Immigrant visa issuances dropped 35 percent from February to March

Immigrant visa issuances dropped 35 percent from February to March
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The State Department issued 35 percent fewer immigrant visas in March than it did in February, amid a drop in international travel and a shutdown of consular visa interviews due to the coronavirus pandemic.

President TrumpDonald John TrumpTrump on Kanye West's presidential run: 'He is always going to be for us' Marie Yovanovitch on Vindman retirement: He 'deserved better than this. Our country deserved better than this' Trump says Biden has been 'brainwashed': 'He's been taken over by the radical left' MORE announced Tuesday he would suspend all immigrant visa issuances for 60 days, saying the measure was a way to protect unemployed American workers.

The State Department issued 24,383 immigrant visas in March, compared with 37,658 in February and 37,618 in March 2019.

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The drop was partly due to the closure of consular appointments — a requirement to obtain a visa — but that closure did not come until March 20.

Aaron Reichlin-Melnick, the policy counsel at the American Immigration Council, said the drop in immigrant visa issuances in March is directly correlated to the consular closures.

"The drop of immigrant visas by a third shows they probably would've had a similar number to February," said Reichlin-Melnick.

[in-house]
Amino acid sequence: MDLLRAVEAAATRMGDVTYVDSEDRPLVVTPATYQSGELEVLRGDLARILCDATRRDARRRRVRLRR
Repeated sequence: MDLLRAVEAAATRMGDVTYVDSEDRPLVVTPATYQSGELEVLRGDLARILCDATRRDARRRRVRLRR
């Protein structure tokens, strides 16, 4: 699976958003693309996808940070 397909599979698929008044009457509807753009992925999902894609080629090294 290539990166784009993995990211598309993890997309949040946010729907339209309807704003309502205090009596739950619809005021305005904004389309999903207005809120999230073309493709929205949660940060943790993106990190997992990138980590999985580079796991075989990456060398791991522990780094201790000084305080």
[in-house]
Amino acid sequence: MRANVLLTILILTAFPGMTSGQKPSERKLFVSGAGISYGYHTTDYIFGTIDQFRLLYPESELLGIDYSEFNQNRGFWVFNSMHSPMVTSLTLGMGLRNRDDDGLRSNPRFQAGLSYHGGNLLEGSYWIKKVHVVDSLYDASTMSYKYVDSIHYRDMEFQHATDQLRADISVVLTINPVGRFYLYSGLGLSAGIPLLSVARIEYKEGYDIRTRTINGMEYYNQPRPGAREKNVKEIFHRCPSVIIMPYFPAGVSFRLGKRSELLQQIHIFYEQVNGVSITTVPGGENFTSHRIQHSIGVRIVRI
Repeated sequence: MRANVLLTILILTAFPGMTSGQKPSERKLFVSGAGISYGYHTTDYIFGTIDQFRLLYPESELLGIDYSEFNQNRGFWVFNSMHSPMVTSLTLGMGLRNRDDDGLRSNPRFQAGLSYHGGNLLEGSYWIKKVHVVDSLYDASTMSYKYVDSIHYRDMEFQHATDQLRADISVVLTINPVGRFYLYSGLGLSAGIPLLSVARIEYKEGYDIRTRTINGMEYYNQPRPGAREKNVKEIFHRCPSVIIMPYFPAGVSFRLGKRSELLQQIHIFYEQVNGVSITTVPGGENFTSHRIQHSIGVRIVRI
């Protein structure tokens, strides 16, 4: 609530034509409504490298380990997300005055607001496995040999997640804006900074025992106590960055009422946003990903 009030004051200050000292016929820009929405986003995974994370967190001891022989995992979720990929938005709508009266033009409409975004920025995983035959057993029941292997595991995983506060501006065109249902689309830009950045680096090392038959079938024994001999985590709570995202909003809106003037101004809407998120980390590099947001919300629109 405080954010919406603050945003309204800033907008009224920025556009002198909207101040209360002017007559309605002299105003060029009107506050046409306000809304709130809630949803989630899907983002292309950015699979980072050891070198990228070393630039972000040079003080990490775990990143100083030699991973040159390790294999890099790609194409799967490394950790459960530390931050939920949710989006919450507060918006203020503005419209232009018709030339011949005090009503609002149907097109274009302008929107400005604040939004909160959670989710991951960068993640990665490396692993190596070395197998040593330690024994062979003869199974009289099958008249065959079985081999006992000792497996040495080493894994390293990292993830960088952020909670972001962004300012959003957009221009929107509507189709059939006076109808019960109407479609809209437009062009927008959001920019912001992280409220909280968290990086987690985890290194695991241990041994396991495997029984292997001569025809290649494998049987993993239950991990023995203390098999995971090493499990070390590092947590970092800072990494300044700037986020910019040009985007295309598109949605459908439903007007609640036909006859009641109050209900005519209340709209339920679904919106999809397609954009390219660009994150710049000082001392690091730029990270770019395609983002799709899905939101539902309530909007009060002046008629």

The drop in visa issuances to Chinese nationals was especially precipitous, following travel restrictions imposed by Trump on Chinese nationals on Jan. 31.

Allocations of immigrant visas to Chinese nationals plummeted from 2,392 in January, to 134 in February and 92 in March.

With consular appointments closed worldwide save for emergency situations, immigrant visa numbers for April are expected to drop to a minimum.

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Immigration advocates have been critical of Trump's proposed executive order to halt immigration to the U.S. — as detailed by the president at Tuesday's coronavirus press conference — saying it would initially have a negligible effect, as long as consulates remain closed.

Advocates remain uneasy waiting for the final order for two reasons: It is unclear if Trump will reinstate the order after its initial 60-day period, and whether it will affect foreign nationals who are already in the United States and requesting a change of status to permanent residency.

If foreign nationals already in U.S. are included in the measure, the order is all but certain to invite massive litigation, as current visa holders, their families and their employers react.

"If the ban is targeted only at people currently abroad, the direct impact will be much more limited as long as consulates around the world remain closed," said Reichlin-Melnik.

"Consulates will reopen but the president's so-called economic reasons for issuing this ban likely won't change over the upcoming months," he added. "I do not think it will last actually for 60 days."